3.      Integrate design and branding

4.      Introduce a design process

5.      Trust and support your design talent

6.      Embed design in your organisational culture

7.      Design your work environment

8.      Don’t let the designer’s role be a straitjacket

Dr Micheli will present his report at the Design Council Summit in February alongside speakers David Willets, Minister for Universities and Science, Rob Brown, Head of Design at Barclays, Graham Hopkins, Executive VP Engineering & Technology, Rolls Royce, Molly Crockett, Wellcome Trust Centre for Neuroimaging and many more.

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 ABOUT PIETRO MICHELI

http://www.wbs.ac.uk/about/person/pietro-micheli

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FROM THE BIRTHPLACE OF SHAKESPEARE A NEW INITIATIVE TO REVOLUTIONISE THE WAY THE LEGENDARY PLAYWRIGHT IS TAUGHT

 William Shakespeare

Teachers in Singapore are being supported to change their approach to teaching Shakespeare by adopting techniques used by actors and directors as part of a pioneering new project from the UK’s Royal Shakespeare Company (RSC) and the University of Warwick that aims to transform classroom experiences of Shakespeare. According to research undertaken by the RSC and the British Council up to 64 million children across the world learn about Shakespeare’s plays, but for some it is not the life enriching experience it could be.

The RSC, based in Shakespeare’s birthplace in Stratford-upon-Avon, Warwickshire, UK, has teamed up with Warwick Business School, which is part of the University of Warwick, UK, to change that. Together, they have produced a one-stop shop online professional development programme, called Teaching Shakespeare, that holds a treasure trove of materials including over 100 films featuring modelled lessons and interviews, with leading RSC directors and practitioners along with academics from the University of Warwick. This ground-breaking programme provides teachers with the essential skills and knowledge to develop active, drama-based approaches to teaching Shakespeare in their classrooms.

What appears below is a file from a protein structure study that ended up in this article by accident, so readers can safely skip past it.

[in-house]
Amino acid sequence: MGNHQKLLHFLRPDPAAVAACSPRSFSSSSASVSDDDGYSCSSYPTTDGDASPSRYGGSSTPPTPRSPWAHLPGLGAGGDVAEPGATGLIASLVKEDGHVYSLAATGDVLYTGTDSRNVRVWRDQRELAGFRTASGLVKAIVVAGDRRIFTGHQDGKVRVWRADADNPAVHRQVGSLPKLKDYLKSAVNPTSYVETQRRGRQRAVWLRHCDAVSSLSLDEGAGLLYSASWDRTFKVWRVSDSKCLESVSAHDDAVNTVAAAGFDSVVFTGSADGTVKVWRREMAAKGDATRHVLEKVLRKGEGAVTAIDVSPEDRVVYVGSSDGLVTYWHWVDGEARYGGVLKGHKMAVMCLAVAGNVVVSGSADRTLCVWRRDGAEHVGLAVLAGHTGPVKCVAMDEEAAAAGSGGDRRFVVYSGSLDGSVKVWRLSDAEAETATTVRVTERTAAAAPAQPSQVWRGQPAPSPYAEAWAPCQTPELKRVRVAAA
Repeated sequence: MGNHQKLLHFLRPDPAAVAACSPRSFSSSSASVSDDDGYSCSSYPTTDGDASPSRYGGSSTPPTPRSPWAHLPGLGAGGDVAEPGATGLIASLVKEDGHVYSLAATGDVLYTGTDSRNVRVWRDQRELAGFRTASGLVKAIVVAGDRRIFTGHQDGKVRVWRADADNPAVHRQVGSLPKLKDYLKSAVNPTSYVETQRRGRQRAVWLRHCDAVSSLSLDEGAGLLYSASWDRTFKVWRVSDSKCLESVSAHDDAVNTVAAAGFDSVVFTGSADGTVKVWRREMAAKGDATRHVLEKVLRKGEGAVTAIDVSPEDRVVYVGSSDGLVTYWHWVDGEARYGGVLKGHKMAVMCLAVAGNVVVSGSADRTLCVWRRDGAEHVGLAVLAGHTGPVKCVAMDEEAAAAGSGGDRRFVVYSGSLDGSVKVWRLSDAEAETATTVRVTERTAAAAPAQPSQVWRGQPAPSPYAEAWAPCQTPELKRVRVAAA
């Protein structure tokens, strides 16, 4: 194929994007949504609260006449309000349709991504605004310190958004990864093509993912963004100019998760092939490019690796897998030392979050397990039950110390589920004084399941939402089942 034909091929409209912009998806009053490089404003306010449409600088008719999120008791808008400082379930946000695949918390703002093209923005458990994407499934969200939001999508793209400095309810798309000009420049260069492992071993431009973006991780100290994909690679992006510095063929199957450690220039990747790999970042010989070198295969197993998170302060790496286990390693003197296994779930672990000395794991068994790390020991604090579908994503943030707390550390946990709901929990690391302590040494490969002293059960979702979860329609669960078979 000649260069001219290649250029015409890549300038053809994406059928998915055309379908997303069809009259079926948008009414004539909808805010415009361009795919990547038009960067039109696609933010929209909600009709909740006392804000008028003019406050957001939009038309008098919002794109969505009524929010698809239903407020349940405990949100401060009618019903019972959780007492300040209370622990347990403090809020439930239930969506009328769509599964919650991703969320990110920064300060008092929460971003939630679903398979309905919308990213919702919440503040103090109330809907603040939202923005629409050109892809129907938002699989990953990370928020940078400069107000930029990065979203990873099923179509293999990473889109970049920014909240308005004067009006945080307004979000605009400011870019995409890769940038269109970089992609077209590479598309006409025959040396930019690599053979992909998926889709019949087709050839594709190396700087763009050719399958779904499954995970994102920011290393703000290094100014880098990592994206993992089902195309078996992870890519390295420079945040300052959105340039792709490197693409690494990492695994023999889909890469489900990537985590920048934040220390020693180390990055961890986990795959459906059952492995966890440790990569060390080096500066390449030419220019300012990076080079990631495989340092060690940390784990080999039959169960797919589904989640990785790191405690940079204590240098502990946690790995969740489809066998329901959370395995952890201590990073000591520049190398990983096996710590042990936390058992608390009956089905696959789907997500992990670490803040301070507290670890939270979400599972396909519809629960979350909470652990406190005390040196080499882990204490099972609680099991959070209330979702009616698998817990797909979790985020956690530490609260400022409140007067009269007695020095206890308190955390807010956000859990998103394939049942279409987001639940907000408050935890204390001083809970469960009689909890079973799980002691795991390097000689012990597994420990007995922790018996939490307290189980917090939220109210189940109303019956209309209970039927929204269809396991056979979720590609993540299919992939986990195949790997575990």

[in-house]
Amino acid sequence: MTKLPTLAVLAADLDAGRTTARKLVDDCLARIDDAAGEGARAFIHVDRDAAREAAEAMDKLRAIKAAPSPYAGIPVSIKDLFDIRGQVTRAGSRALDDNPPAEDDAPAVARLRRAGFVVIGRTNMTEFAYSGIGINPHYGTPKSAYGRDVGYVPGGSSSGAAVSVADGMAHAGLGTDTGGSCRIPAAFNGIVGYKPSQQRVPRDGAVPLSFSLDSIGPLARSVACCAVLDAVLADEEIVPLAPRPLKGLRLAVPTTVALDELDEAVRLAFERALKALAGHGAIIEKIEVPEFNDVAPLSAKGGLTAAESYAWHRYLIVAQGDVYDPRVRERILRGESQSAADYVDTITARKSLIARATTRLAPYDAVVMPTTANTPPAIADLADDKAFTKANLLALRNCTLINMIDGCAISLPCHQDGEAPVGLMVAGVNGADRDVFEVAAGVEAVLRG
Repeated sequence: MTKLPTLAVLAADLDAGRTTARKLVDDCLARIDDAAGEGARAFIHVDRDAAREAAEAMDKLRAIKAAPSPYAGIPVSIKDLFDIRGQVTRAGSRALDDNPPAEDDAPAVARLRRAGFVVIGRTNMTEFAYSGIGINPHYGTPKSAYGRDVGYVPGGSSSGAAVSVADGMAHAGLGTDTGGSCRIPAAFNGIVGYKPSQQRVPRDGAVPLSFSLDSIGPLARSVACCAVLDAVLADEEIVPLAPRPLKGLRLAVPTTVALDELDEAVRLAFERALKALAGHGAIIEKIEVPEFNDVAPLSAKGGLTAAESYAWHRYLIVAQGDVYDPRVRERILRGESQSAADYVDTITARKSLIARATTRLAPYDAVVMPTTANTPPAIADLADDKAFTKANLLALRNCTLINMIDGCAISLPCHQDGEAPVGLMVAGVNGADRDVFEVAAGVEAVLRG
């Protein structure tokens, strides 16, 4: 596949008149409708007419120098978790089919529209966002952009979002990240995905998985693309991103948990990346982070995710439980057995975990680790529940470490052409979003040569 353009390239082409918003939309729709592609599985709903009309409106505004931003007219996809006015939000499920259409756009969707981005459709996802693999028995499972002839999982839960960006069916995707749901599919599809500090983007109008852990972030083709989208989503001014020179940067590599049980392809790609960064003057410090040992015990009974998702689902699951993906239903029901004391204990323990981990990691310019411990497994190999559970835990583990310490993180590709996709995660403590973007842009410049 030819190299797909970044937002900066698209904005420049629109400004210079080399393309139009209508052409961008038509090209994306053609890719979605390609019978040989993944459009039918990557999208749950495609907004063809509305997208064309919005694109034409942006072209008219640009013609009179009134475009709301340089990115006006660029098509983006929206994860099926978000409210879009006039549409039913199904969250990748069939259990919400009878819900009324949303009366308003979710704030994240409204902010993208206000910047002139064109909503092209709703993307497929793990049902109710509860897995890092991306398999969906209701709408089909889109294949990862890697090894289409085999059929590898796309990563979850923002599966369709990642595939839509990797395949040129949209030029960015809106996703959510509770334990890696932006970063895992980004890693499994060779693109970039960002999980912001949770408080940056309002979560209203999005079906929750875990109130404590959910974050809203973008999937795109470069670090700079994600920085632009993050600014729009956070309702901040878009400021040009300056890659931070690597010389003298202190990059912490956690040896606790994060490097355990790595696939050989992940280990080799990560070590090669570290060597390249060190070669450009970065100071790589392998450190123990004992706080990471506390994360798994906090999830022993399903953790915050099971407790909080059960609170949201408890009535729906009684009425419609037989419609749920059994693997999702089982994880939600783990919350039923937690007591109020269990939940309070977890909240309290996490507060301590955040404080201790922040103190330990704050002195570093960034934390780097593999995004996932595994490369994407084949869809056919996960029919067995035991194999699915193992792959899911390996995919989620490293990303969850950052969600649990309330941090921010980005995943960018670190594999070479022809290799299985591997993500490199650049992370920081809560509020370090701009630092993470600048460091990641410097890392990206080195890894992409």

Encouraging students to get up on their feet and actively explore Shakespeare’s plays has already brought the text to life for thousands of youngsters in Britain through the work of the RSC’s Education department. This new online learning platform, created by the RSC and Warwick Business School will be able to reach millions more globally.

Now Warwick Business School Professor Jonothan Neelands is travelling to Singapore to show at first-hand how these teaching methods can not only improve children’s understanding of Shakespeare, but boost their self-confidence and communication skills as well. Professor Neelands will be holding a workshop from Saturday March 16 to March 20 at the Singapore Repertory Theatre.